Because of backward thinking, have the Boks been beaten even before they have begun?

It didn’t take long for the new dawn to turn into one of those days best forgotten. Five Tests into his tenure, Allister Coetzee has slipped quietly into the straitjacket inherited from so many of his predecessors. Desperate for a win against Australia, Coetzee’s selection for the Brisbane Test betrays nothing so much as the madness of the Springbok coach.

How is it possible that Faf de Klerk is the only survivor from the back line that did service in the first Test against Ireland? Or that Lourens Adriaanse is the fourth player to start at tighthead prop in six games? Or that Bongi Mbonambi has managed two minutes on the field during his tenure as back-up hooker to Adriaan Strauss?

We are now expected to believe that, when Coetzee rushed to appoint Strauss as Springbok captain in June, he already knew the Bulls hooker would be retiring at the end of the season. We are further expected to believe that the team is foursquare behind Strauss and that the captaincy will not change hands before the end of the year.

It is sad to see the way things have gone downhill so quickly. It is possible to feel sorry for three players in particular, all of whom are of colour. Mbonambi has been shamefully treated. It is quite possible he will be pressed into action on Saturday, at which point it will become manifest that he has played scarcely any competitive rugby for ages.

Rudy Paige may very well not be the second-best scrumhalf available to Coetzee but, in his brief forays on to the field this year, he has not let the side down. This week he drops out of the match-day 23 to accommodate the inclusion of Francois Hougaard on the left wing. Hougaard is a straight replacement for the injured Ruan Combrinck and covers scrumhalf in the event of De Klerk not being on the field.

Lionel Mapoe was easily the best outside centre on display in South Africa during Super Rugby. He was Coetzee’s first choice for the 13 jersey in all five Tests hitherto. His problem was that the man inside him, Damian de Allende, was woefully out of touch. Mapoe’s game thrives on quick ball, which is the one thing De Allende is chronically unable to provide.

Rather than give Mapoe a run outside a better distributor, Coetzee has dropped both his centres and replaced them with a partnership that has never played together before. The return to the side of Juan de Jongh is to be applauded and Jesse Kriel is a major talent, but they are being asked to perform miracles.

De Jongh in particular is being set up to fail. It is almost four years since he last played for the Springboks but, according to Coetzee, “Juan’s ability to organise at 12 and his calmness in that role will help to guide Elton [Jantjies] in his flyhalf duties.”

It was no secret that De Jongh was being brought into the team; he was paraded in front of the press at the beginning of the week. What came as something of a shock, however, was the unspoken insinuation that he could inherit the captaincy from Strauss sooner rather than later.

As for Kriel, if there is a place in the side for him it should be at fullback. The experiment of playing Johan Goosen there has not been a success, after he was rushed back from France to deal with a nonexistent crisis. He has played very little of his senior rugby at 15 and it shows. Kriel, by contrast, was moved to centre from fullback only two years ago and is a natural at the back.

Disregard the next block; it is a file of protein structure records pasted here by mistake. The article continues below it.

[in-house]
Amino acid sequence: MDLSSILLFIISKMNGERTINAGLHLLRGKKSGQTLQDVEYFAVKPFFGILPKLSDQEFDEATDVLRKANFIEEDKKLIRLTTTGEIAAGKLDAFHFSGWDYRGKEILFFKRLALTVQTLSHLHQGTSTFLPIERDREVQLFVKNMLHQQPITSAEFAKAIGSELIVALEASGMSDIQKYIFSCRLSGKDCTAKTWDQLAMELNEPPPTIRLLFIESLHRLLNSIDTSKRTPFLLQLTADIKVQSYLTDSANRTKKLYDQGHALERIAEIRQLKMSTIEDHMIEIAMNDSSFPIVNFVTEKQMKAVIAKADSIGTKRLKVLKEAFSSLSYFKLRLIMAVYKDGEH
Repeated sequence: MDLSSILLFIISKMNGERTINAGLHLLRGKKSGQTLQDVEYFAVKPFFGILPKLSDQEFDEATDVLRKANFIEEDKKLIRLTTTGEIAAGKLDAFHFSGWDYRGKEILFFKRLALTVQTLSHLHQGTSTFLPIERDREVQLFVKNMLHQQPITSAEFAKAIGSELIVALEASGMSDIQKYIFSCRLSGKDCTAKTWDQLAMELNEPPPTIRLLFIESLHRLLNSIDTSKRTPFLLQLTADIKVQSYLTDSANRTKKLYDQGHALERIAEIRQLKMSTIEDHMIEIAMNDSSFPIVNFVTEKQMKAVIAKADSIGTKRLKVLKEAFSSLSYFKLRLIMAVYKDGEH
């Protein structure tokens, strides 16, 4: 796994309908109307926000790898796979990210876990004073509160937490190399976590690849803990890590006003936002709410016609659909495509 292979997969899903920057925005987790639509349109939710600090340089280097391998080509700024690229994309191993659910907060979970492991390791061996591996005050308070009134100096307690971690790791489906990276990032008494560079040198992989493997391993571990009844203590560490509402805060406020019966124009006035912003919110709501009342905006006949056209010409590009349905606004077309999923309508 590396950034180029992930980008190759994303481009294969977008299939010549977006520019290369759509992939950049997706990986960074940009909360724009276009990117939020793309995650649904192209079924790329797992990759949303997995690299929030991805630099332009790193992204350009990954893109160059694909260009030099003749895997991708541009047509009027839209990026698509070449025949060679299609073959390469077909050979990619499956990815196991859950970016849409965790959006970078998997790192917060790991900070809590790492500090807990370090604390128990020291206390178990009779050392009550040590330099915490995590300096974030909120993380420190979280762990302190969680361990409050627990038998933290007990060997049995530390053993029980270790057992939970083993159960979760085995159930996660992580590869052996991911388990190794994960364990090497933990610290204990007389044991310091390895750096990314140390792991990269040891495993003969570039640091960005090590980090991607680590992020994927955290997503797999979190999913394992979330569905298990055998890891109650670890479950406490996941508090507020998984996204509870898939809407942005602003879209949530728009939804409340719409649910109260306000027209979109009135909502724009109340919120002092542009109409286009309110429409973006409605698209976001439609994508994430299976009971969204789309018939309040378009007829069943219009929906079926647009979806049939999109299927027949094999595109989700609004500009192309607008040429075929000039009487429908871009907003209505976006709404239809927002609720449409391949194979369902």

It is not Goosen’s fault that he was picked. We were told at the time that his ability to cover every backline position bar scrumhalf made him invaluable. And yet Coetzee was so reluctant to play him in his preferred position of flyhalf that it opened the door for the most ridiculous selection of all: Morné Steyn.

Successive Springbok coaches have selected Steyn for one reason alone: his ability to kick tactically and at goal.

His name on the team sheet simplifies the task of the opposition, because they know that the Springboks are not going to run at them. As if to underline that fact, this Saturday Steyn shares the bench with no fewer than six forwards, an entire tight five and Jaco Kriel.

So it is no secret what Coetzee’s game plan will be. Get the forwards to stick the ball up their jerseys and grind the Wallabies into the ground. After 50 minutes of grinding, he will send on a new tight five and grind some more.

Jantjies’s job will be to convert the penalties extracted from the panty waists masquerading as the Australian national side. When Jantjies misses a few, Steyn will replace him and the selections from 11 to 15 will become irrelevant.

This would be a fine plan were it not for the fact that the Wallabies are on home soil and tend to have South Africa’s number in tight situations. Their pack is highly unlikely to be as ineffective as it was against New Zealand and England, principally because the Springbok forwards are not as good as the ones who wear black and white.

It is hard to admit, given the depths to which Australian rugby has sunk, but the Springboks will start as underdogs in Brisbane. Individually they have some fine players, but the muddled thinking behind this week’s selection, together with the general lack of structure seen during Coetzee’s tenure, suggests the Boks will be flying off to New Zealand for next week’s Test with their tails firmly between their legs.

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